Why does this fact elude the Bush administration? Bush has answered the question himself. He believes that this is an ideological war, and not a psychological one. For Bush, it's about looking and acting tough. About giving no quarter to active terrorists. He doesn't understand that direct counter-terrorism is a side-show that should play a lesser role in the public consciousness. This is why we're playing our cards so poorly that the fearful demographic has produced more terrorists than we have neutralized.

We cannot win when we cannot see the battlefield, and refuse to use effective weaponry. The only reason things aren't worse is that the other side isn't much better at this game than we are.

Update: Just 3 hours after I wrote this, If found this article at MSNBC:

Five years after 9/11, Arab resentment grows

"Even mainstream Arab professionals, like Jamil M'roue, who publishes and edits Beirut's English-language newspaper, the Daily Star, finds himself caught up in the contradiction of both being appalled by the terror of 9/11 and of applauding al-Qaida when, as he puts it, it gets to the “rabid tiger” that America has become."

Thursday, September 07, 2006

Kicking and Screaming

There's a disturbing trend across the Christian blogosphere. Creative interpretation of the history of science. Let's get this straight. Religion is the enemy of science, and it always has been. Science prospered in spite of religious efforts to suppress it.

Here's how the story goes:

1) Religionist cooks up non-predictive fairy tale about some natural phenomenon, e.g., lightning strikes. His prescription: do what he says, or, what he says God says. If you get struck by lightning, you deserved it.

2) Scientist comes up with new, predictive, scientific explanation of lightning. His prescription: find shelter, build lightning conductors, etc.

3) Religionist assaults scientist for stealing God's thunder (or lightning, or mojo, or whatever).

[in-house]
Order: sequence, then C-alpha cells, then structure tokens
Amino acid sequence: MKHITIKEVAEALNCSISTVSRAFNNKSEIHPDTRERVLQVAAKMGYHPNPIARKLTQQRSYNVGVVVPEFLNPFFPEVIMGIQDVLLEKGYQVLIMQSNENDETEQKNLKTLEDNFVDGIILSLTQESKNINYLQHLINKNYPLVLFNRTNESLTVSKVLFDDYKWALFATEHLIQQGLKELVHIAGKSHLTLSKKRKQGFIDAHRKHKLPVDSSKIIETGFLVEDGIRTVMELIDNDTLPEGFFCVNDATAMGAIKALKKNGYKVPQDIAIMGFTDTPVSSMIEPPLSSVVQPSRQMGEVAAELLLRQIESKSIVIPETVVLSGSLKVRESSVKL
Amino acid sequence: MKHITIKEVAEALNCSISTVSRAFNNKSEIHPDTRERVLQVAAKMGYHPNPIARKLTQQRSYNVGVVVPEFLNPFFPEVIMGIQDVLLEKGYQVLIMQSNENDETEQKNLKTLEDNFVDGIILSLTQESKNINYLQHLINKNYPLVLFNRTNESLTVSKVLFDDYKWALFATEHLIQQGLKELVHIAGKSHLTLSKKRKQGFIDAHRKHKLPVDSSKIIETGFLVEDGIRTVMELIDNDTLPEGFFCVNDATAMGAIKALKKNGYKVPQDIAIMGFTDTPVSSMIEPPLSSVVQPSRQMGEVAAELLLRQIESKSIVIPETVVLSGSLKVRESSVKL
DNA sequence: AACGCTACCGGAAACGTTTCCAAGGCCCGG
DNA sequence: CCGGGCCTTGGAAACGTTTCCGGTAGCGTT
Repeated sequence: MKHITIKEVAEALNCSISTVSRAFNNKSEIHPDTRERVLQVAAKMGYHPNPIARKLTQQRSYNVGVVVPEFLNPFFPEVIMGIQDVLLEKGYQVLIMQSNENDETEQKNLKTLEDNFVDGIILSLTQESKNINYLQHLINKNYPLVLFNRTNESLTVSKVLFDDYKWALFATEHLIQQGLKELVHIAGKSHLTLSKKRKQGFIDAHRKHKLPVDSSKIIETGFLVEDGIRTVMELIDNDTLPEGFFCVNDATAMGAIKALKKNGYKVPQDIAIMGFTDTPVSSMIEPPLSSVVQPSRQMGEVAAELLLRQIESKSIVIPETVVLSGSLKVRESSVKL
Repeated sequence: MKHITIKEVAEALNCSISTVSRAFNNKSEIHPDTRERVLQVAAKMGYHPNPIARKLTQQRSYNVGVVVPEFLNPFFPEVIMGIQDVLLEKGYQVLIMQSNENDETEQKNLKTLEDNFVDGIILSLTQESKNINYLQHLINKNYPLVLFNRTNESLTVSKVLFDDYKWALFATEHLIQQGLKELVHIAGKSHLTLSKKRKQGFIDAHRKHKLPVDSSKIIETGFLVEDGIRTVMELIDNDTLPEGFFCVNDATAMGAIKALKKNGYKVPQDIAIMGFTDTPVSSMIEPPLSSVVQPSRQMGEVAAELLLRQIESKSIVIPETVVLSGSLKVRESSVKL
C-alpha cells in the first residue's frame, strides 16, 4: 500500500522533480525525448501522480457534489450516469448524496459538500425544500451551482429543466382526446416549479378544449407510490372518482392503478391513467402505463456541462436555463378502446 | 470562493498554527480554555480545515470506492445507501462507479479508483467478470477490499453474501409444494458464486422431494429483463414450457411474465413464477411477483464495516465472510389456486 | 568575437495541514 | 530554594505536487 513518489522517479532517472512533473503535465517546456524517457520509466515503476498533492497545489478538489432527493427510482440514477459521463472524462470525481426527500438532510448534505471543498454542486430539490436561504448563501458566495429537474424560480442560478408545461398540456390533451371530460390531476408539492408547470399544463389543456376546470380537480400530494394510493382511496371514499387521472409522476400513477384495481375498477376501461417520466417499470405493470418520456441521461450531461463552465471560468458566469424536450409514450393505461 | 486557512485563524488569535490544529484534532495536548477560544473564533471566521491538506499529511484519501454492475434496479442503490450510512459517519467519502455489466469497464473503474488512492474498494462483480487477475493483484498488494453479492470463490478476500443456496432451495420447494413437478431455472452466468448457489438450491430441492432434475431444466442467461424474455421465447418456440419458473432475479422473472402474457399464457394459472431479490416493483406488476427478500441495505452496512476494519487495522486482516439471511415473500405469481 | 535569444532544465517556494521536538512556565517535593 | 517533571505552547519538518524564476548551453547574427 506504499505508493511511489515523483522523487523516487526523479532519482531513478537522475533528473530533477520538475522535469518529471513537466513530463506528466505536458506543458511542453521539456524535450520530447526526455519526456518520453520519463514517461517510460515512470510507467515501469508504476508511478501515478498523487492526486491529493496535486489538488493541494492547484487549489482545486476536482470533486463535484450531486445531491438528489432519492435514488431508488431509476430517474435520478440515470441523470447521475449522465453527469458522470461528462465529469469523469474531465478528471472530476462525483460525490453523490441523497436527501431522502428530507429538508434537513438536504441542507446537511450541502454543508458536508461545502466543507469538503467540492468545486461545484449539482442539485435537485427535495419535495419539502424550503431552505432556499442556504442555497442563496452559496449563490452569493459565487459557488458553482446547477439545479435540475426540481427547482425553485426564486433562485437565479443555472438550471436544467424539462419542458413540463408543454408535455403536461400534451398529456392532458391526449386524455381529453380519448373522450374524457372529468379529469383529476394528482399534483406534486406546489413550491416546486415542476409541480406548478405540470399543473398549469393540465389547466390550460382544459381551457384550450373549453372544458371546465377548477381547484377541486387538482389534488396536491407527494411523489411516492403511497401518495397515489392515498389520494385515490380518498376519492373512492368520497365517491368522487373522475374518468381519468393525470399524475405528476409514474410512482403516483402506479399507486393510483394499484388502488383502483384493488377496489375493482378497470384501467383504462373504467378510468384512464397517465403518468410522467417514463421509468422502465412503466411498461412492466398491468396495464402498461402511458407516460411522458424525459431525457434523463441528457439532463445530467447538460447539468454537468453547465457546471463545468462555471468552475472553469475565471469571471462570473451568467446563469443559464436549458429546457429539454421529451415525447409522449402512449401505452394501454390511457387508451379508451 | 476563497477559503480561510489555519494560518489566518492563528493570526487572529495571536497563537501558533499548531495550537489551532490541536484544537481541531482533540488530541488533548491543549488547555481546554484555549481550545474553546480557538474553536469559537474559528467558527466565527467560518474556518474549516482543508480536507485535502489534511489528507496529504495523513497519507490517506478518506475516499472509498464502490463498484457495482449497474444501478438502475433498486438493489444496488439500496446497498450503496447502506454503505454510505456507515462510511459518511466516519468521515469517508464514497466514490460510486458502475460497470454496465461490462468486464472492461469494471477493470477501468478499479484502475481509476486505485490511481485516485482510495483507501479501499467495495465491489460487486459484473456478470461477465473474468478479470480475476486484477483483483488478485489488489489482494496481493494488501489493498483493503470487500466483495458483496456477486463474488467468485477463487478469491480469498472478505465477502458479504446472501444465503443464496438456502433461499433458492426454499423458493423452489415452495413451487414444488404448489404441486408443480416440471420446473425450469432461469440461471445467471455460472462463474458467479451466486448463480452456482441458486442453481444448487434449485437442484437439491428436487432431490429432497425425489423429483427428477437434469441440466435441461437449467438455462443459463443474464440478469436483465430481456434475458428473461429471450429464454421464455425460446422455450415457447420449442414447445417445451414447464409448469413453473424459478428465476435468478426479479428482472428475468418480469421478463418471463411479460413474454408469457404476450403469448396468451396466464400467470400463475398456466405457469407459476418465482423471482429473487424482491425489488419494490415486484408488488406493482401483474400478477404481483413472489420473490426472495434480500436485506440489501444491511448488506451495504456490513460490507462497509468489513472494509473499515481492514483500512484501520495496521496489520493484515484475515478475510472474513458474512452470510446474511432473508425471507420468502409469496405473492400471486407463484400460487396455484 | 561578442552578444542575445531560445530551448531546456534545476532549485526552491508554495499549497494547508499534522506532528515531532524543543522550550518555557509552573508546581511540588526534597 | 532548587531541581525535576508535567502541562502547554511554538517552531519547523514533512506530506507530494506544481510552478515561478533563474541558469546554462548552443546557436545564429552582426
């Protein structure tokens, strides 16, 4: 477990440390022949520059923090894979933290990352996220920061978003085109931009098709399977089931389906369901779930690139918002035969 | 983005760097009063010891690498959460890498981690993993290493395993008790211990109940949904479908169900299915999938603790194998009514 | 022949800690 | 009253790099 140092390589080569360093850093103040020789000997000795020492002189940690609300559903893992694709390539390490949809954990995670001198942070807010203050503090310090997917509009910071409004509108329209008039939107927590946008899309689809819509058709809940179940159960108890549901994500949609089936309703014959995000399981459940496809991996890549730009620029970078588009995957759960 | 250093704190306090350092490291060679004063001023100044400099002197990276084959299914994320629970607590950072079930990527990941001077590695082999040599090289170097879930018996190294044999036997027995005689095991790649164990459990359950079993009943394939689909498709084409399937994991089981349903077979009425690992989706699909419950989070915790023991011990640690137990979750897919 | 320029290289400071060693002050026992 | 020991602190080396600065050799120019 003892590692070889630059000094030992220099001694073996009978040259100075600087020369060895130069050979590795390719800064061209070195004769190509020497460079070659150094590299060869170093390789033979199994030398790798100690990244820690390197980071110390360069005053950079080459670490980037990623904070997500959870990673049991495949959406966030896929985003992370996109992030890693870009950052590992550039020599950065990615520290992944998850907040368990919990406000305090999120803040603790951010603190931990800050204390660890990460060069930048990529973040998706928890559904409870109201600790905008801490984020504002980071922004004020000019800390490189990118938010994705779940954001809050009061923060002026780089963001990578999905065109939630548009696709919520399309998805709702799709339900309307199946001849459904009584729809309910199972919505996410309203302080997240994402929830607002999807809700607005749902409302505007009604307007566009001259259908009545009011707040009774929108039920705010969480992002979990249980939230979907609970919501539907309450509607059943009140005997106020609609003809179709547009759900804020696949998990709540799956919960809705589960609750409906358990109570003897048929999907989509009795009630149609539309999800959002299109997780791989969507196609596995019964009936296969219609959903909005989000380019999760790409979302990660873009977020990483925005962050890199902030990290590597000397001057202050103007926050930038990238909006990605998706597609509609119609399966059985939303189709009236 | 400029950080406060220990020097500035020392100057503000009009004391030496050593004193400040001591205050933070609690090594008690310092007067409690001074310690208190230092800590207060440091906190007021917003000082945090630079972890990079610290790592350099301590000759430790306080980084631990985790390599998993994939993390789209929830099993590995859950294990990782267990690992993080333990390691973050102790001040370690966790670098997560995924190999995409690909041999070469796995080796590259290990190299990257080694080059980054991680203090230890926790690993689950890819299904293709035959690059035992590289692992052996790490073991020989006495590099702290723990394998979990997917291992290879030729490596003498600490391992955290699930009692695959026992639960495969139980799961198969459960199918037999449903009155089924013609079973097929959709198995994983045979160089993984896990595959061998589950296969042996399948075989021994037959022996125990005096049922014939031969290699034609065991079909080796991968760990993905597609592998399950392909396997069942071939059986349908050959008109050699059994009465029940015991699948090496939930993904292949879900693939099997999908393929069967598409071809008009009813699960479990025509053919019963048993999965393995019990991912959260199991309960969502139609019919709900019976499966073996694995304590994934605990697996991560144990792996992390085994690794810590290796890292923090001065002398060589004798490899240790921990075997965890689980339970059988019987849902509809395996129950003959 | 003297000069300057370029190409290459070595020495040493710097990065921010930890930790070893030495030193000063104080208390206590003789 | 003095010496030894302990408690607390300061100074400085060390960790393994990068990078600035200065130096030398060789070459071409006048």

4) Assuming scientist survives, his theory is vindicated, lives are saved, there is much rejoicing, etc.

5) After the original stick-in-the-mud religionists expire, the religious establishment embraces the scientific theory as a miracle of God, or as having been forecast by a holy book. Or, they simply claim that all regularity and predictability are gifts from God.

Is religion the power behind science? Of course it isn't. Religion is a parasite that feeds on science.

The thing that's changing today is that history is being more aggressively rewritten by religionists. Some bloggers have told me that Galileo wasn't imprisoned by the church for his ideas about heliocentrism, but because he published his ideas with inadequate experimental rigor. Say what!?! As if this would be okay now that science is God and all. This is just ridiculous. Galileo challenged the Pope's grip on totalitarian power, usurped supernaturalism, and challenged the church's worldview. They locked him up and threatened to kill him. It's that simple.

The same story is played out over and over again. Seeing human physiology as machine, human mind as mechanism, the universe as physics - all these things challenge the role of God and ethereal spirits. Each was challenged as offensive to religious belief, vindicated, then hailed as a contribution of theology.